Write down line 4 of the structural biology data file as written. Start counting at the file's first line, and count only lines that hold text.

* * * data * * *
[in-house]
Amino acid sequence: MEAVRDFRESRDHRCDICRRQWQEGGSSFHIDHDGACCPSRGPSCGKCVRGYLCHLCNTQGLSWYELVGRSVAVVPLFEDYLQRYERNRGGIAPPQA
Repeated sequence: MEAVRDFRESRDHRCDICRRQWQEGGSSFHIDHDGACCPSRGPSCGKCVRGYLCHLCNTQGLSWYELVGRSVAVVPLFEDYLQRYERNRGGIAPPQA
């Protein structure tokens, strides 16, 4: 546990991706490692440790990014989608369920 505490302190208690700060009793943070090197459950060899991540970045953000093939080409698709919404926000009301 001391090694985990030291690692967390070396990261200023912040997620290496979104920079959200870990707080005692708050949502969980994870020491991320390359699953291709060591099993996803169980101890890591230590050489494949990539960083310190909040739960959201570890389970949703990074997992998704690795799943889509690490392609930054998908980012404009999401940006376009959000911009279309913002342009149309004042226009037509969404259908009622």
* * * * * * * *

């Protein structure tokens, strides 16, 4: 546990991706490692440790990014989608369920 505490302190208690700060009793943070090197459950060899991540970045953000093939080409698709919404926000009301 001391090694985990030291690692967390070396990261200023912040997620290496979104920079959200870990707080005692708050949502969980994870020491991320390359699953291709060591099993996803169980101890890591230590050489494949990539960083310190909040739960959201570890389970949703990074997992998704690795799943889509690490392609930054998908980012404009999401940006376009959000911009279309913002342009149309004042226009037509969404259908009622």